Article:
I previously used a basic cotton deck mop, which is the best of the conventional choices, as far as I’m concerned. Most of the grocery store alternatives to the cotton deck mop are flimsy and don’t work very well. This mop is superior to others in several respects. First is that it is solid and sturdy. It is a real tool rather than a flimsy piece of junk. Second is that it works so much better. It takes less water and cleaner and less effort but picks up dirt better and faster. I use mine with vinegar and water or other environmentally preferable cleaning solutions. Third is that you don’t have the problem of storing a wet, dirty mop.
This mop is basically a cylinder at its base, with Velcro-like hook fasteners that hold onto a typical terry cloth towel. The towel or rag you use comes off the mop head when you are done and goes into the wash. Nothing hangs around wet in your cleaning closet getting funky. It’s similar in design to the Cuban Mop previously reviewed on Cool Tools, but with a better means of keeping the towel on the mop head.
The Scooba 5900 floor scrubber doesn’t do as good a job as a professional house cleaner, but my wife and I are lazy, and we figured an automatic floor scrubber that washes the floor and does an ok job would still be better than the job I do. I used the same logic on vacuuming and bought a couple Roombas. We’ve come to find out these robots don’t do just an ok job, they actually do a very good job each and every time they run. I’m always amazed at how dirty the water is when I clean out my 5900 and I cannot believe how clean our floors are. My floors are now automatically swept, then mopped every week. I only spend 10 minutes preparing the 5900 robot: adding hot water and a cup of the Scooba Clorox solution, then emptying the dirty water, cleaning a few parts and putting it on the charger for the day after tomorrow (we now sweep and mop up to three times a week). The robotic brothers and sisters all like to entertain. I clearly have the cleanest floors; and the best thing is I’m not the one doing the scrubbing anymore. I bought my Scooba brand new from distributors on eBay and ended up saving a lot of money and still have full warranties.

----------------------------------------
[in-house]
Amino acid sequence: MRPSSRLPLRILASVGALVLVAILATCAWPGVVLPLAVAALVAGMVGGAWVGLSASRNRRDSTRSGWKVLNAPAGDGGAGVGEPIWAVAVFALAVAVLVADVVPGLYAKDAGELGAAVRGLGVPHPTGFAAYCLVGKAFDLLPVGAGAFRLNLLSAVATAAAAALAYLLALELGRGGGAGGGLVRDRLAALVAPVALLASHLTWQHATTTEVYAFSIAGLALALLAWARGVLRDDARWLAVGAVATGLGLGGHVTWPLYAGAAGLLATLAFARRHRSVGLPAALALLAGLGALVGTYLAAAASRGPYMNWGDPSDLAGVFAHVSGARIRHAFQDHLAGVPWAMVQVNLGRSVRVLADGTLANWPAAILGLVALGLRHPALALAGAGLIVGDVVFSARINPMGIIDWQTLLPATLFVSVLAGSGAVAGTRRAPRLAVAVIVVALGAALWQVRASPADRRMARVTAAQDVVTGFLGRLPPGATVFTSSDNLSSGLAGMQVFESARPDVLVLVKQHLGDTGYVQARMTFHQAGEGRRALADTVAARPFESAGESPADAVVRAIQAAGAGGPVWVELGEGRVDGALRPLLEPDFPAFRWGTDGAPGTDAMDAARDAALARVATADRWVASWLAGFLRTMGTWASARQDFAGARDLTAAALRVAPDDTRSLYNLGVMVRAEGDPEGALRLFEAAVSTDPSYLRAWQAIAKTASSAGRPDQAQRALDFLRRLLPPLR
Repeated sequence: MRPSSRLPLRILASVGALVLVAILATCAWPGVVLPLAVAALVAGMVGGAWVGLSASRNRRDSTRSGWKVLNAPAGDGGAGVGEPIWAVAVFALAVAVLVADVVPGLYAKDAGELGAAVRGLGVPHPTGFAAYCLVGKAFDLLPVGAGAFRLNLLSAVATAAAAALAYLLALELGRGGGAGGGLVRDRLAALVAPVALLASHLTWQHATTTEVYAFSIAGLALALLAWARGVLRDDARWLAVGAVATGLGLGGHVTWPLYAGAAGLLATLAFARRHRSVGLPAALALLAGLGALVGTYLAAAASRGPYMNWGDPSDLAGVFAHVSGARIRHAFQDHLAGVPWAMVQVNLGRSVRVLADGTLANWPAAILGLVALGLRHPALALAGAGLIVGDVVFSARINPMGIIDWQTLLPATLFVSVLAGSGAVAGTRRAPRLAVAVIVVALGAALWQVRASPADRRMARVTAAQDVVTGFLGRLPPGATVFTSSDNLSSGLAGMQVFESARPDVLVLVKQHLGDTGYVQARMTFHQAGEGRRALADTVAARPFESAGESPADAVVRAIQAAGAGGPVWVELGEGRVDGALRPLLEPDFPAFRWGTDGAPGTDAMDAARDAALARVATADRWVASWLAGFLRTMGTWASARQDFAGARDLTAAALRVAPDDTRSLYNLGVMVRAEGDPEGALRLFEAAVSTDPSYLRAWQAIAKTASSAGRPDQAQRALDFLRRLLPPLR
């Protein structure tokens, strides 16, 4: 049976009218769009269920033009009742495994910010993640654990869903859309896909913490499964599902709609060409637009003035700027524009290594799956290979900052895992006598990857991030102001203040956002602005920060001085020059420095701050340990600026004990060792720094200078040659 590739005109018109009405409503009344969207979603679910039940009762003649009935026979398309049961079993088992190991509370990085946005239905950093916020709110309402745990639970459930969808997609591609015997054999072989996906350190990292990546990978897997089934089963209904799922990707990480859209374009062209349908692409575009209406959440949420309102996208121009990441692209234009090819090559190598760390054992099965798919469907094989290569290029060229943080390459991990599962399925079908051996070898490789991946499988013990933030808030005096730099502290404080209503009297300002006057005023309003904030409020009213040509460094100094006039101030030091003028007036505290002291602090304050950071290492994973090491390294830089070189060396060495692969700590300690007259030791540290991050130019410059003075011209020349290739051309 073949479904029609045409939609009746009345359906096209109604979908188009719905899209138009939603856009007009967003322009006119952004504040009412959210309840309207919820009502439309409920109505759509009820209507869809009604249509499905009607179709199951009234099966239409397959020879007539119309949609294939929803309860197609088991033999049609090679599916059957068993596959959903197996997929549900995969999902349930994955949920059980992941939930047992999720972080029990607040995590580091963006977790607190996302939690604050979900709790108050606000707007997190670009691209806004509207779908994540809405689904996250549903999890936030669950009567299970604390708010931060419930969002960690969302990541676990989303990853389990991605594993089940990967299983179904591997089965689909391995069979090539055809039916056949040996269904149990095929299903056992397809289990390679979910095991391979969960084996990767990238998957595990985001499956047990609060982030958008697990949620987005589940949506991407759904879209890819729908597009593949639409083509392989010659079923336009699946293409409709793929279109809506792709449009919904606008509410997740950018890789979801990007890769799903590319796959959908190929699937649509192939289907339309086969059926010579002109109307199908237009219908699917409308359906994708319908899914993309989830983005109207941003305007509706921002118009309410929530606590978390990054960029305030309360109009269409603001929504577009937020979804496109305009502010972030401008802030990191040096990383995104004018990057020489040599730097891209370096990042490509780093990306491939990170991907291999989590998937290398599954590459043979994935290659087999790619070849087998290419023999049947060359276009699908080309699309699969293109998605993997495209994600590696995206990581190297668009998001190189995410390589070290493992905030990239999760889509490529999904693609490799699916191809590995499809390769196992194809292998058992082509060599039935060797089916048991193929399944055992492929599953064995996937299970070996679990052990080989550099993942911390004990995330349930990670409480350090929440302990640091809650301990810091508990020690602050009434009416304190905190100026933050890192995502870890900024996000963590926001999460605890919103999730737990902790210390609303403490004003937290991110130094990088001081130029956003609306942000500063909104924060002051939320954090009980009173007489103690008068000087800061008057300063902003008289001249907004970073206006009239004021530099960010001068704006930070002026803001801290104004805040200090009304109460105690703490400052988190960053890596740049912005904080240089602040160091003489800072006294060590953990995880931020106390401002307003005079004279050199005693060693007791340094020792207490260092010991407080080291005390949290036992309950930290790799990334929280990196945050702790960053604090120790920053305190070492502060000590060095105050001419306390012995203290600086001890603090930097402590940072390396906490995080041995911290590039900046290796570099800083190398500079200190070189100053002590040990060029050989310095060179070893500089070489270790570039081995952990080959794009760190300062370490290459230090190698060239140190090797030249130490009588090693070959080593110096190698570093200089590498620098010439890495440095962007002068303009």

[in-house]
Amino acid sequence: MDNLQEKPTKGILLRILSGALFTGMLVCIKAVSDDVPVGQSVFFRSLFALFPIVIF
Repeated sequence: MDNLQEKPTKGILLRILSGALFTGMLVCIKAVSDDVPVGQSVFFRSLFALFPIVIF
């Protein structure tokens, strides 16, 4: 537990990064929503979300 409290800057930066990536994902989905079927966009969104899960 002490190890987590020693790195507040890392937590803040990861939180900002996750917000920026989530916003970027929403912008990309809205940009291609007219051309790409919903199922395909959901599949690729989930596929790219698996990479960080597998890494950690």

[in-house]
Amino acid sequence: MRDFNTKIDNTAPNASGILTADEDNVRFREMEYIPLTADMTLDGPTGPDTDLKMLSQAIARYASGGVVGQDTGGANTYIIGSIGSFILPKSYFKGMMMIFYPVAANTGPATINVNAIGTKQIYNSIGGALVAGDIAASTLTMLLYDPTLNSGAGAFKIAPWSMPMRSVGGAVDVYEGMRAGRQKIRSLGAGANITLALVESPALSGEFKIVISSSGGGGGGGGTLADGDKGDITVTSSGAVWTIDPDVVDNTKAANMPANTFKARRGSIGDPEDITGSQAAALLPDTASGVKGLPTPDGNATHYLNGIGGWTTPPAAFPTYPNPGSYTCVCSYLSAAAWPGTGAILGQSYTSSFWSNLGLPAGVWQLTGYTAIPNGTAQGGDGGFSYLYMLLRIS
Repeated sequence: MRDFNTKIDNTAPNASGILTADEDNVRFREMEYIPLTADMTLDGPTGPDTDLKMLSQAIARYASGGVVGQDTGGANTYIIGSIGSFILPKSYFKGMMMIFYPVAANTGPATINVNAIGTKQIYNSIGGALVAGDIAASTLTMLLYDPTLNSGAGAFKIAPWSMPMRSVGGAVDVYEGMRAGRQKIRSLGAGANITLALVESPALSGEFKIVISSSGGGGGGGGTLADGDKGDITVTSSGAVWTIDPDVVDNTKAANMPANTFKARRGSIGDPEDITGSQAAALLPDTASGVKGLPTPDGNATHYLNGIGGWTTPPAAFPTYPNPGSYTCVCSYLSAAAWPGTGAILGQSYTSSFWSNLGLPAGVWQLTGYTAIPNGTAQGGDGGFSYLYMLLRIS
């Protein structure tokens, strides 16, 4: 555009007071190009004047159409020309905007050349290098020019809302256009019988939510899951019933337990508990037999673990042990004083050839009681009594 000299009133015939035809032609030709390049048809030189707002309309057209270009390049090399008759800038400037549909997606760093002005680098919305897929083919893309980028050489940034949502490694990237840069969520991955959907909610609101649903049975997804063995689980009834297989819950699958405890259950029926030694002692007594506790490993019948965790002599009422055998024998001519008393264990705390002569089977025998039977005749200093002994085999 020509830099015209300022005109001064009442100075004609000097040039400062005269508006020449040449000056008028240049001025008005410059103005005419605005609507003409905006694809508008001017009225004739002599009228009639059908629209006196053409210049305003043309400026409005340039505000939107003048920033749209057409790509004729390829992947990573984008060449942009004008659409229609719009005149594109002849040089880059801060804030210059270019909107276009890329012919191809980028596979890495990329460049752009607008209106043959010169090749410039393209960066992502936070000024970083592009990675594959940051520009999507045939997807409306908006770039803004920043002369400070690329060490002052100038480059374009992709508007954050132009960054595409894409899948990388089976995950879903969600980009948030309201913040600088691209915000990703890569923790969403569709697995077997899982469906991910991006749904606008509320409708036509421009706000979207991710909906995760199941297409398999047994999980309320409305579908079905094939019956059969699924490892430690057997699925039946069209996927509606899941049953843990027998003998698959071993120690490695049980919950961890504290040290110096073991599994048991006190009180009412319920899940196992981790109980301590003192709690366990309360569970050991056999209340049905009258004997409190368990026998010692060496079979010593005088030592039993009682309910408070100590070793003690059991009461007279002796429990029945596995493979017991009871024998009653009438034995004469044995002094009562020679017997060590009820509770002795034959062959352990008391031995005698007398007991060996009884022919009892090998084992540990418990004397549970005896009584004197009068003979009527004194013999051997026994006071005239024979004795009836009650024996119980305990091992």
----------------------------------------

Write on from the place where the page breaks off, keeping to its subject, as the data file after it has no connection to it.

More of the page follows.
-- Don Tharpe
Scooba Floor Scrubber
Manufactured by iRobot
These woven vinyl floor coverings are synonymous with high-priced “design” boutiques and museum gift shops. Translation: $$$$. But boy are they resilient. After three years of countless beverage spills, dirt, dust, mud, food, foot traffic, and housebreaking a dog, the 5’10” x 9′ rug we keep in our living room looks as pristine as the day we first laid it out. I thought a rubbery rug might feel a bit too industrial. It’s functionality won me over. The entire backing is vinyl so it never slides around on our hardwood floors. Best of all, in the event of a spill or restless canine bladder, you wipe it down with a damp cloth. No trips to the cleaners, and less likelihood of stains, depending on the color (our tan/dark brown one has yet to harbor a permanent spot *knock wood*). You vacuum it as you would carpet or a hardwood floor. The only other maintenance is to scissor the edges if part of the weave frays (we’ve done that maybe three times in three years). Though we scored a substantial discount, I’d pay full price if another room in our home ever calls out for a rug. Chilewich also makes a variety of indoor/outdoor mats, coasters and place settings. The small kitchen mat we’ve had for two years has been sprayed with dishwater, food droppings, you name it, and it still looks great. It’s also much kinder to bare feet than our home’s frigid, wintertime tiles.
You would think that natural dyed, hand spun, hand-woven carpets from villages in the Mid-East and Asia have disappeared with the caravans, but you’d be wrong. Like the revival of other gourmet goods around the world, traditionally made carpets are in a renaissance. Some experts feel that these contemporary wool carpets exceed the quality of the classic old ones, which command classic antique prices (hundreds of thousands of dollars). At the moment, the new, better ones are far more affordable (and yes, this book deals with the issue of child labor). Fueling the revival of these traditional ways are improved methods of natural dying, and a better market mechanism. You can order some carpets directly on the internet, which passes more money to the weavers. A good hand-woven carpet can last many generations and be used every day. This is art you use — you touch, sit and walk on it. For an overview of the rejuvenation of this wonderfully gorgeous yet utilitarian craft go to this book. It’s the best guide on where they are weaving, what they are making, and where to get them. (more…)
Oriental Rugs Today
2000, 199 pages